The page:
Monday, November 16, 2015

What the Bible Says About Islam

"Let God be true, and every human being a liar," the apostle Paul wrote (Romans 3:4 NIV). This is the call of the Christian life—to believe God even when it doesn't make sense, when doing so is tremendously difficult, and when everyone else is heading in the other direction. But sometimes believing God is not just about doing the right thing (although it's always at least that). Sometimes it's about believing His Word and allowing it to shape your view of the world.

This weekend, ISIS attacked the city of Paris, killing 129 (at current count), injuring hundreds more, and terrorizing peace-loving people around the world. Paris is not alone. It seems there is a terror attack somewhere in the world every few days.

What is happening here? What is causing this evil? To listen to our leaders, jihad is caused by global warming, the lack of good jobs in the Middle East, the presence of U.S. military bases in Saudi Arabia, hatred of our freedom here in the West, cartoons of Mohammed, the salaciousness of Hollywood, and/or our alliance with Israel. Aside from the global warming—that one's just silly—there may be a sliver of truth to the others, but it's like saying traffic is caused by your next-door neighbor going to work. He may be contributing to the problem, but you're missing the bigger picture. 

Jihad is a foundational principle of Islam. Men and women commit acts of terror because they believe their holy book, the Quran, instructs them to do so. While most Muslims are not terrorists, terrorism is still one of the many fruits of Islam. 

But that's still not our answer. Why would someone willingly choose to strap a bomb to their chest and detonate it in a crowded theater? What would make someone kill so indiscriminately? Why would someone choose a path that is clearly so dark and twisted? The Bible tells us that false gods are neither imaginary nor harmless; they are, in fact, demons. Paul, writing to Corinthians about eating food sacrificed to idols, makes this clear: "The sacrifices of pagans are offered to demons" (1 Corinthians 10:20).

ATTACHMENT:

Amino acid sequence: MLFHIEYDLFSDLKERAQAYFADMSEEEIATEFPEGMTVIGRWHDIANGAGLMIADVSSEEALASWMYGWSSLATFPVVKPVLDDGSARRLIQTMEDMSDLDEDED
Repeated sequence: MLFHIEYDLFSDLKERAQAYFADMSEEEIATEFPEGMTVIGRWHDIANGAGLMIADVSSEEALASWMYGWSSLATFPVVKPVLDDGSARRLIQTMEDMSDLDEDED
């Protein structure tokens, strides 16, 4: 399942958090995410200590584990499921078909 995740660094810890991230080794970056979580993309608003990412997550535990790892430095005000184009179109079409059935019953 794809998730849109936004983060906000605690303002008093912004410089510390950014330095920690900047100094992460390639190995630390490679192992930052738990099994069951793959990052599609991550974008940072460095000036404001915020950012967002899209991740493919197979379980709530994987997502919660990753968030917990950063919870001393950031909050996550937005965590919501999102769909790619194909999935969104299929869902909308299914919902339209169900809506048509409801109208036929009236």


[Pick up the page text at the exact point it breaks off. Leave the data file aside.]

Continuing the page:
I know—it's completely offensive to say that someone of another religion is worshipping a demon. But that's what the Bible says.

Consider the alternative: Is it any less offensive to say that millions of people worldwide are worshipping thin air? That's our only other option if we are to affirm Scripture's teaching that there is but one God (Psalm 86:10). And let's give folks some credit. Why would people continue to worship a false god if that god never showed up? There are other spiritual forces at work in our world—and when people call, those forces sometimes answer. Remember when the Lord turned the Nile into blood in Exodus? "The magicians of Egypt did the same by their secret arts" (Exodus 7:22 ESV).

There is nothing in my worldview that insists Mohammed didn't have an experience with someone claiming to be the angel Gabriel. And I have no reason to believe that Mohammed's own imagination came up with the violent commandments of the Quran on its own.

There are some who claim that Christians, Jews, and Muslims all worship the same God, but that cannot be. The Q'uran preaches an ethic that is wildly opposed to the teachings of the Old Testament, where Yahweh revealed Himself to His people Israel. And though Jesus makes the goodness of God even more explicit in the New Testament, the Quran rejects "the way, the truth, and the life" (John 14:6) in favor of Sharia (which incidentally means "way"), a lie, and death for everyone who will not surrender to Allah. There is no way to reconcile Islam with the Judeo-Christian tradition, so let's stop trying.

When dealing with a demon-inspired enemy, we must remember three things: First, this is evil, evil, evil. There is no way to reason with, appease, or outlast such a force. We must not fool ourselves into thinking Islamic radicals will somehow get tired of jihad. They won't, because the real enemy underneath wants to destroy everything good, true, and beautiful. We need World War II-type heroes. We need to be men and women who understand this is an existential threat. And we need to be unrelenting in our resolve.